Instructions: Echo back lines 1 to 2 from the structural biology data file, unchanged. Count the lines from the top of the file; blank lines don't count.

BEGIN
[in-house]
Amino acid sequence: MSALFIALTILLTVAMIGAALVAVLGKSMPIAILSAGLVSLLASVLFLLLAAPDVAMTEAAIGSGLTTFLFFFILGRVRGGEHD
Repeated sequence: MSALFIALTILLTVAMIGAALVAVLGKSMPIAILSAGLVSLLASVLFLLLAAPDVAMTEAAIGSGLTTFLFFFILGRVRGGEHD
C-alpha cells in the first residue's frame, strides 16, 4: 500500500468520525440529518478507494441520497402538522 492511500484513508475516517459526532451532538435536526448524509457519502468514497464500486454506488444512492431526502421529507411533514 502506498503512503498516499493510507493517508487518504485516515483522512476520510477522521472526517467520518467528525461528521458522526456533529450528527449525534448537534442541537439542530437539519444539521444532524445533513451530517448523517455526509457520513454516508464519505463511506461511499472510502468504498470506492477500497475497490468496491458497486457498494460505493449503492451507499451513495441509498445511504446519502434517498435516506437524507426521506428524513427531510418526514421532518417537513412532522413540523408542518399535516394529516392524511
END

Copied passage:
[in-house]
Amino acid sequence: MSALFIALTILLTVAMIGAALVAVLGKSMPIAILSAGLVSLLASVLFLLLAAPDVAMTEAAIGSGLTTFLFFFILGRVRGGEHD